October 23, 2012 | | Comments 0

The natural grace of simple being is love.

I clipped a New Yorker cartoon the other day and still glance at it now and then with delight. There’s a picture of a wide-eyed, grinning man dressed up in a superman outfit with high boots and a cape; on his mighty chest is a large capital “I”. The banner above our guy says: “Introducing IDIOTMAN!”

The caption below quips: “At the end of the day…It is what it is!”

Ah, what sweet irony! I can relate to the many times I’ve subtly pointed out the obvious with friends and felt like Idiotman! It seems in our culture that only an idiot would look at things the way they really are!

The subtle humor of this is not only how it nails the typical ways we’re thoroughly conditioned from childhood to think and feel, but also the constant contradictions we face in the aware living of a life in fidelity to reality. From an aware perspective, we see the obvious absurdity of our conceptions about life and the real living of it. For to live what we are, is to know clearly what we are not. And that “reality” is not anything like we apparently sane adults imagine it to be…

In this context, four elements – space, peace, beauty and relationship – seem to form the core of what we could call a dwelling in “authentic living”. And we could roll these four into one ultimate expression – Love! In fact, that’s all life is ever really about! It is only within this love – this residing in neither form nor formlessness, neither matter nor spirit – but both and more – that we find the sacred relationship of self-to-Self. It’s this subtle yet direct knowing of the indescribable truth of our being – this loving awareness which is our common heritage – which we’re going to explore here.

Within this inner spaciousness, the every-day rising and falling of the minds conflicted ideas about what should or should not be occurring, are seen simply (and at times, painfully) for what they are – mental activity that may or may not be relevant to the moment. And of course, if there’s to be any authentic life, it must be lived in fidelity to this moment. For it is here – and only here – in the spacious non-experience of our being, that life is actually lived.

The nature of meditation and being is to serve the moment in whatever form or action this moment serves up. It asks of us a complete “co-operation with the inevitable” in a constantly renewed surrendering to what is happening here and now.

Within the vast spaciousness of our being we find our physical and psychological self-conscious nature. It’s an almost entirely sensual and mental activity (the six senses) that provides a sense of an identifiable, personal self that appears and disappears, rises and falls. That mind-made “me” we think we are that finds it’s vague self-sense in bits and pieces of interpreted, stored and fragmented memories. That “me” that invents its very own future with conditioned thoughts – all merely mental activity believed to be true. Mind-stuff. Vaporware.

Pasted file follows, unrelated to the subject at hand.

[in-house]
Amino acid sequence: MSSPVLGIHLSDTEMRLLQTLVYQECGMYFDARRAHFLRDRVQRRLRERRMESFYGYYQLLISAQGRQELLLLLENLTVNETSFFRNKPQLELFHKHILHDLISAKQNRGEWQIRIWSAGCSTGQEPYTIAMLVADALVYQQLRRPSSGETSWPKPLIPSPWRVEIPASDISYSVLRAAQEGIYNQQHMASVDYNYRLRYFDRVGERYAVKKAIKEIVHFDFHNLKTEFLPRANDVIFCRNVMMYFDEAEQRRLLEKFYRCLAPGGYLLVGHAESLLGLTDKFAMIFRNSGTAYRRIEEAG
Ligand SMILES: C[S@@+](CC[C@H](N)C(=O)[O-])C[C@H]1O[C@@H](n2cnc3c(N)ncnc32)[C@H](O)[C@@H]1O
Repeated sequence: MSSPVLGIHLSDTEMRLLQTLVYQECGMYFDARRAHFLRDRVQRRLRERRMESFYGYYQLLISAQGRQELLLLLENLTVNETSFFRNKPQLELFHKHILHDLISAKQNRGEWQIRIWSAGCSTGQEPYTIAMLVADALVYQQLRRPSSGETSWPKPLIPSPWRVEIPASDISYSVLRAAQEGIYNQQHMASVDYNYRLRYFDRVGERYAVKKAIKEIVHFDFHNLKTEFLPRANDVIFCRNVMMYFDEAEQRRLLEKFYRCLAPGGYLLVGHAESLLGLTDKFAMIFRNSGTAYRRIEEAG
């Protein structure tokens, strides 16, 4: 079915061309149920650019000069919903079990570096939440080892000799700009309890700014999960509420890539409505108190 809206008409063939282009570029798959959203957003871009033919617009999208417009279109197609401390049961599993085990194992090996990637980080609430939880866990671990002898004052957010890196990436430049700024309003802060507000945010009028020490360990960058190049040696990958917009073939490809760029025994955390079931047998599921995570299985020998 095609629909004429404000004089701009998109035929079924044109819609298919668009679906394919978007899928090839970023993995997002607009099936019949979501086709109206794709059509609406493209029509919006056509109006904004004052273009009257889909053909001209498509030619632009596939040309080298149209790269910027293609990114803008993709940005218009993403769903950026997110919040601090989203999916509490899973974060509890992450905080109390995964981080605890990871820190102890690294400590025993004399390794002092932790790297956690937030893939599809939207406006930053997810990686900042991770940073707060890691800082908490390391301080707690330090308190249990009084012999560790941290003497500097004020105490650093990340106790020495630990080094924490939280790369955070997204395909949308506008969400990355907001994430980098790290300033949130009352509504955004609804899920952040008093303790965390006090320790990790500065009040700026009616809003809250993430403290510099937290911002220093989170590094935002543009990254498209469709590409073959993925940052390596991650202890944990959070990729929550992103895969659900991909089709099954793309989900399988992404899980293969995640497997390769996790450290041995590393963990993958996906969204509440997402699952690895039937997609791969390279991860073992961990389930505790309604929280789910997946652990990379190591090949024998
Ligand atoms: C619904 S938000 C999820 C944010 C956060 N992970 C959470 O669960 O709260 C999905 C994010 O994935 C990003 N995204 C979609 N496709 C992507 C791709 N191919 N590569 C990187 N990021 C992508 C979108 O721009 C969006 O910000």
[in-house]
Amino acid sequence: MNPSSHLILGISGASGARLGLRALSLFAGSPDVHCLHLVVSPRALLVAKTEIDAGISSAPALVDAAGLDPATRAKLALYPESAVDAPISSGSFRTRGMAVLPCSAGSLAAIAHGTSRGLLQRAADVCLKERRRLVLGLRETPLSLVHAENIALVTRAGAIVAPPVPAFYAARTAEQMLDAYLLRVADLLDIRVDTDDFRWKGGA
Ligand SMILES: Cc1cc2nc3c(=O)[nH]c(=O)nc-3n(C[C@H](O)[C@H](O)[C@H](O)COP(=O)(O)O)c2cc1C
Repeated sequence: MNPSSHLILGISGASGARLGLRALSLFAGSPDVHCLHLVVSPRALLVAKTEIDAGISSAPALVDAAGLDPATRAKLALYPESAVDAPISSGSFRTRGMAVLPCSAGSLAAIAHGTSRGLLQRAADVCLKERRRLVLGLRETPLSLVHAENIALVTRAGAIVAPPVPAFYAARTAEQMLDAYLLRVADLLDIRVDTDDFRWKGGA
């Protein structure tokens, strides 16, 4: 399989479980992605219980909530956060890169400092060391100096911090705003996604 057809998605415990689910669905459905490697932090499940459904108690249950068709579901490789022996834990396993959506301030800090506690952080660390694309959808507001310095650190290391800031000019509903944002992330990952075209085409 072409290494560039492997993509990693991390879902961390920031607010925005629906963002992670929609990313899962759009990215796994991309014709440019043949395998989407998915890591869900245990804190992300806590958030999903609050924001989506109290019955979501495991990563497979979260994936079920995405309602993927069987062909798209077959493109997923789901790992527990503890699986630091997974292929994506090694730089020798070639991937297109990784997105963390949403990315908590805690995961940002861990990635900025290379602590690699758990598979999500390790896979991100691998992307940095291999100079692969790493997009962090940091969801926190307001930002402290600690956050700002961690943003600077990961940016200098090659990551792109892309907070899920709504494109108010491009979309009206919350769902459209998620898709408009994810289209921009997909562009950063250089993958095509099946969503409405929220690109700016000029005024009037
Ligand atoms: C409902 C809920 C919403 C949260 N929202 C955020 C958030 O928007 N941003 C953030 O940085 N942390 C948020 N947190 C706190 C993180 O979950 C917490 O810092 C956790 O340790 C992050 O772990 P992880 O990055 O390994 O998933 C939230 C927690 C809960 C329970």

This sense of self and other is our interior “weather” – it presents a moving feast of data to awareness. Within this universal awareness (which we ultimately are, and which itself has no qualities) consciousness produces its own qualities with its heart- felt and mind-labeled sense of what’s going on – that personal interpretation through thoughts and feelings that we call our “reality”.

From this conscious, personal perspective, some moments are seen as clear and serene; others are viewed as cloudy and choppy. (Just now, weather-wise, there’s a little chop on the water…mind is rattling on about some old, deeply conditioned sense of injustice related to the current political scene. None of these ideas are ultimately believed to be real here; yet some of these same ideas – particularly about politics – are surprisingly sticky! Sticky-because-emotional, right? They’re personally very attractive to “James”, to ego. They appeal to our personal need to think we know; to the endless delusions the mind imagines in order to paper over the simplicity and serenity of our underlying, natural well-being…on and on mind rambles… ”I’m tired”…” finish this”…”he said that!”… “they better not win!”…yadda, yadda…)

The main thing is that all of this interior verbal and emotional activity comes and goes, rises and falls, within awareness. But here’s the rub – for while there’s an impersonal disengagement, there’s also a very intimate and almost personal engagement. It’s a subtle discernment of, and compassion for, the various imagined and real aches and pains, fears and concerns, that the body-mind produces. This involves a deep willingness – a constant letting go – into the breathtaking immensity and fragility of this human and divine condition in which we also find our Self. A resting in the ground of this often bittersweet human experience of compassionate living that Zen calls “the Great Heartbreak”.

Authentic living is a dance that’s engaged in now lightly, now reluctantly, now elegantly, now clumsily –but we always find our feet are set firmly on the floor of a certain peace. And the nature of this certainty – this peace – is found in our resting in uncertainty. In truth.